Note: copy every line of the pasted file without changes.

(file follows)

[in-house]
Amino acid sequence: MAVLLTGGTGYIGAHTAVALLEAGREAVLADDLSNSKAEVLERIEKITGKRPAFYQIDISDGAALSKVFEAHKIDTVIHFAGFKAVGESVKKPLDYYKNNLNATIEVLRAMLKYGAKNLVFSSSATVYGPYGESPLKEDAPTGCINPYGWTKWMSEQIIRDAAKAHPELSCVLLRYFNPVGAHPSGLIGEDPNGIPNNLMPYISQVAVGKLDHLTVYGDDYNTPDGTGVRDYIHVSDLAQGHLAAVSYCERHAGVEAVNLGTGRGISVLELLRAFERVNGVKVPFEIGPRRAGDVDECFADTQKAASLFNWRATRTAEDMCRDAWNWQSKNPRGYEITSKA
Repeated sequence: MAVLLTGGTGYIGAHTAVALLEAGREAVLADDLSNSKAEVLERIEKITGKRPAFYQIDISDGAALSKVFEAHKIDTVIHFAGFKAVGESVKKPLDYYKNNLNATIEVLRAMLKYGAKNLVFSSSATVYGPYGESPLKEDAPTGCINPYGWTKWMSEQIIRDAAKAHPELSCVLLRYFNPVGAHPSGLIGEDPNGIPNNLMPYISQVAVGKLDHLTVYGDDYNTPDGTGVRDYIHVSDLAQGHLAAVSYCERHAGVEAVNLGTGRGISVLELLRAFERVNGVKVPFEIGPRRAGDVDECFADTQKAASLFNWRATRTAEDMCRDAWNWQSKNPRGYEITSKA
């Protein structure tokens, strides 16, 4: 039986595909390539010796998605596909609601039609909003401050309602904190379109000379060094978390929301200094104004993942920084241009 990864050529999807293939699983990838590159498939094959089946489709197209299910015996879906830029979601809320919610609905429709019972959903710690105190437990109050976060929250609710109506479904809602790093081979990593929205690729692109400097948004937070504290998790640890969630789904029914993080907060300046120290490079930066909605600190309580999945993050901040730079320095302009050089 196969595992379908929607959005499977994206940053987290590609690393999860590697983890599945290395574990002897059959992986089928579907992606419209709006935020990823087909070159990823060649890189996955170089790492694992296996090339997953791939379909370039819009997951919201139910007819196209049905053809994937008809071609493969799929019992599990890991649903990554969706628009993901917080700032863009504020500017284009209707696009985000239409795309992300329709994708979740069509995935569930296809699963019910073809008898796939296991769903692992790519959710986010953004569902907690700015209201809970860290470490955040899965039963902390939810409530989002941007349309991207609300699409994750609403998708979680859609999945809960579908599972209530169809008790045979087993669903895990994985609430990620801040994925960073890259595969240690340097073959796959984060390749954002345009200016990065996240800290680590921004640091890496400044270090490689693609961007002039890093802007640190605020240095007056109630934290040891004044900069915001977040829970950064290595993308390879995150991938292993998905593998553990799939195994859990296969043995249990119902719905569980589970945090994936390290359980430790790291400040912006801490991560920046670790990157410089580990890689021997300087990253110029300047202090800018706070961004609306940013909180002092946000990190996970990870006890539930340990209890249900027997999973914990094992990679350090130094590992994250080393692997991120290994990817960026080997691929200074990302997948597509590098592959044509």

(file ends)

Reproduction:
[in-house]
Amino acid sequence: MAVLLTGGTGYIGAHTAVALLEAGREAVLADDLSNSKAEVLERIEKITGKRPAFYQIDISDGAALSKVFEAHKIDTVIHFAGFKAVGESVKKPLDYYKNNLNATIEVLRAMLKYGAKNLVFSSSATVYGPYGESPLKEDAPTGCINPYGWTKWMSEQIIRDAAKAHPELSCVLLRYFNPVGAHPSGLIGEDPNGIPNNLMPYISQVAVGKLDHLTVYGDDYNTPDGTGVRDYIHVSDLAQGHLAAVSYCERHAGVEAVNLGTGRGISVLELLRAFERVNGVKVPFEIGPRRAGDVDECFADTQKAASLFNWRATRTAEDMCRDAWNWQSKNPRGYEITSKA
Repeated sequence: MAVLLTGGTGYIGAHTAVALLEAGREAVLADDLSNSKAEVLERIEKITGKRPAFYQIDISDGAALSKVFEAHKIDTVIHFAGFKAVGESVKKPLDYYKNNLNATIEVLRAMLKYGAKNLVFSSSATVYGPYGESPLKEDAPTGCINPYGWTKWMSEQIIRDAAKAHPELSCVLLRYFNPVGAHPSGLIGEDPNGIPNNLMPYISQVAVGKLDHLTVYGDDYNTPDGTGVRDYIHVSDLAQGHLAAVSYCERHAGVEAVNLGTGRGISVLELLRAFERVNGVKVPFEIGPRRAGDVDECFADTQKAASLFNWRATRTAEDMCRDAWNWQSKNPRGYEITSKA
């Protein structure tokens, strides 16, 4: 039986595909390539010796998605596909609601039609909003401050309602904190379109000379060094978390929301200094104004993942920084241009 990864050529999807293939699983990838590159498939094959089946489709197209299910015996879906830029979601809320919610609905429709019972959903710690105190437990109050976060929250609710109506479904809602790093081979990593929205690729692109400097948004937070504290998790640890969630789904029914993080907060300046120290490079930066909605600190309580999945993050901040730079320095302009050089 196969595992379908929607959005499977994206940053987290590609690393999860590697983890599945290395574990002897059959992986089928579907992606419209709006935020990823087909070159990823060649890189996955170089790492694992296996090339997953791939379909370039819009997951919201139910007819196209049905053809994937008809071609493969799929019992599990890991649903990554969706628009993901917080700032863009504020500017284009209707696009985000239409795309992300329709994708979740069509995935569930296809699963019910073809008898796939296991769903692992790519959710986010953004569902907690700015209201809970860290470490955040899965039963902390939810409530989002941007349309991207609300699409994750609403998708979680859609999945809960579908599972209530169809008790045979087993669903895990994985609430990620801040994925960073890259595969240690340097073959796959984060390749954002345009200016990065996240800290680590921004640091890496400044270090490689693609961007002039890093802007640190605020240095007056109630934290040891004044900069915001977040829970950064290595993308390879995150991938292993998905593998553990799939195994859990296969043995249990119902719905569980589970945090994936390290359980430790790291400040912006801490991560920046670790990157410089580990890689021997300087990253110029300047202090800018706070961004609306940013909180002092946000990190996970990870006890539930340990209890249900027997999973914990094992990679350090130094590992994250080393692997991120290994990817960026080997691929200074990302997948597509590098592959044509």